Jesus: The Guantanamo Years

Note: This review is from 2007

Review by Steve Bennett

Review



The idea of Christianity being a joke isn't a new one: there's
a whole group of theologians who believe the Old Testament is
one large satirical piece on the established gods of the time.
This show takes a rather different approach, running with the
concept that Jesus was real, was actually the son of God, but
wasn't a prophet but a stand-up comic. And under this guise Abie
Philbein Bowman delivers his comeback tour.



The high concept of the show opens the door for some new takes
on old subjects such as drugs, World War Two and Guantanamo Bay.
For example, a set-up about a child's parents being upset about
being put into a home for the elderly is given a new lease of
life when it's God complaining to Jesus that the home is literally
'full of dead people'. The show also touches on more topical
subjects, with some clever references to Mel Smith and Scotland's
smoking ban.



If this all sounds a little like Life of Brian, you'll be
pleased to know there's some references to this in the show.
Early in the show 'Jesus' announces that they stole a lot of
his best material, and as such he'll be stealing some of theirs,
leading to a delightful parody of the Dead Parrot sketch.



Alas there are some downsides to the show including an unnecessary
serious bit which just feels out of place, and some bad lighting
choices that can be quite distracting. Worst of all, around 35
minutes in, we get treated to two song parodies. They're not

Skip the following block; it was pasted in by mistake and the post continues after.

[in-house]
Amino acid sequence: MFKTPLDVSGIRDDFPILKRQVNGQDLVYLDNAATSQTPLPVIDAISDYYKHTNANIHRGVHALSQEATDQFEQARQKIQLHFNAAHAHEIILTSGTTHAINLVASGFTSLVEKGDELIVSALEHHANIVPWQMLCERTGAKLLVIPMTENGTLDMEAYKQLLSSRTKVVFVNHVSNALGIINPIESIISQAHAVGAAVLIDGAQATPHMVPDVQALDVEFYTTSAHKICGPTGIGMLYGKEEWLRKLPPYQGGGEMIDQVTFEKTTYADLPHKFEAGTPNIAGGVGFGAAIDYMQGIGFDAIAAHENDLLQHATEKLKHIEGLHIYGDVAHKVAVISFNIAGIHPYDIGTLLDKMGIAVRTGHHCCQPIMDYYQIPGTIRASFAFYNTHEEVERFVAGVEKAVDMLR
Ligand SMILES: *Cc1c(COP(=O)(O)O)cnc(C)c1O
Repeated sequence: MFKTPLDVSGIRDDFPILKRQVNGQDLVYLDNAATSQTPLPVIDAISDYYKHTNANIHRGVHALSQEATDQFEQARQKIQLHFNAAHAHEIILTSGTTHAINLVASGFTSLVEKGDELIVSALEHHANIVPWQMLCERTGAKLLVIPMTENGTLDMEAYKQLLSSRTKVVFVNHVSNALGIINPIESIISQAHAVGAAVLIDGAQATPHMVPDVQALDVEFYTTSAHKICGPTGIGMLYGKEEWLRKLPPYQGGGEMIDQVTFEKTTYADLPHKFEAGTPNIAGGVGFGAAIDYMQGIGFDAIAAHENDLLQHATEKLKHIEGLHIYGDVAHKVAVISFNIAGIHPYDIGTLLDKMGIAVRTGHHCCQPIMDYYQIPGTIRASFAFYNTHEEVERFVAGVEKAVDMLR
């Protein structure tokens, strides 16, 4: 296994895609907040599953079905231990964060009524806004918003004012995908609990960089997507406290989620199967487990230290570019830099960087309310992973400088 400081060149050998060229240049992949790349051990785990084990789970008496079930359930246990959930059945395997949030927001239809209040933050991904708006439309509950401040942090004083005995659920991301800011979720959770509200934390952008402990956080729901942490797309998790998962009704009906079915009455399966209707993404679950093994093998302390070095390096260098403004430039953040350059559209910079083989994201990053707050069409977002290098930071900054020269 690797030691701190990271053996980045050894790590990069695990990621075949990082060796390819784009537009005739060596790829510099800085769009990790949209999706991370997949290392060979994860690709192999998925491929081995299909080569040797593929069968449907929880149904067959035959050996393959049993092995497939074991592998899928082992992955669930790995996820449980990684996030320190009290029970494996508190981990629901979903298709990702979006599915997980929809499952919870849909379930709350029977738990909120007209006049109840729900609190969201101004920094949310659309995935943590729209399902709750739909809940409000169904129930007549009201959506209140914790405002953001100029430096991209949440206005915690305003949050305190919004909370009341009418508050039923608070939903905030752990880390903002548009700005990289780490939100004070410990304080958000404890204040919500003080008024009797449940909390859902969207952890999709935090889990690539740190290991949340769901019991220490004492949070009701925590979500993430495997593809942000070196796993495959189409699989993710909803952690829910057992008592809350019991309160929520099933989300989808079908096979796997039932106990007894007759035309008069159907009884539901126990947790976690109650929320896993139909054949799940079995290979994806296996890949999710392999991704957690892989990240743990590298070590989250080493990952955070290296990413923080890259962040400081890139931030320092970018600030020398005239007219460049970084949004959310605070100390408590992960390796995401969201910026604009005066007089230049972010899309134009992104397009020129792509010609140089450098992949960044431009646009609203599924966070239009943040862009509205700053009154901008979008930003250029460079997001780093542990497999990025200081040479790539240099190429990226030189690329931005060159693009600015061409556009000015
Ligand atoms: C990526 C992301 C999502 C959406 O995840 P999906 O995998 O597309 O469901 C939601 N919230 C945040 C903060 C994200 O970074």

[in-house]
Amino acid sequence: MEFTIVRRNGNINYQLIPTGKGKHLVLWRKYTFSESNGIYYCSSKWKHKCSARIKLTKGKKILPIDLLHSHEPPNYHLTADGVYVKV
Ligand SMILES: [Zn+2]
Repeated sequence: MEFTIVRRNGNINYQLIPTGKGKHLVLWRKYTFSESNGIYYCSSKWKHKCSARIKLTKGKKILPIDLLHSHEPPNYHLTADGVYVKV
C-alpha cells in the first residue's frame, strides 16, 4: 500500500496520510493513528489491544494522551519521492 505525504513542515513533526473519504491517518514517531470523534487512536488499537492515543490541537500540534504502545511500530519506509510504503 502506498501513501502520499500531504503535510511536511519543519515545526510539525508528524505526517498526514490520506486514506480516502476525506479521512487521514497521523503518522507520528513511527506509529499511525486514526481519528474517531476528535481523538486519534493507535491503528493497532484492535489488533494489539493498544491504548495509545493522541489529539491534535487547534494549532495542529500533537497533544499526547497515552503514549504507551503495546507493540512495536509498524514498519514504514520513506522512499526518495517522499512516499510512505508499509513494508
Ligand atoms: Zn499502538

particularly bad, but nor are they especially great; the trouble
is there's only a very loose justification for why the Jesus
character would be playing these songs. They ppear to be taken
straight out of Bowman's' stand-up set, and don't fit at all.
It would seem Bowman ran out of ideas and so shoehorned in some
of his earlier work to bulk the show up to the already short-for-the-fringe
50-minute running time.



This is half of a great show that raises some interesting
points about the nature of comedy and the hero-worship some comics
inspire. The idea of the Christianity having been spread by stand-up
fans quoting Jesus's material and hanging on his every word may
seem preposterous. But then you meet a twenty-something that
tells you in all seriousness that any comics that ever do advertising
work cannot be taken serious, since Bill Hicks said so, and suddenly
it goes from 'preposterous' to just 'very unlikely'.



It's just a shame Bowman didn't take another year to truly
produce a proper and full show on such an interesting theme.



Dean Love



Review date: 1 Jan 2007
Reviewed by: Steve Bennett

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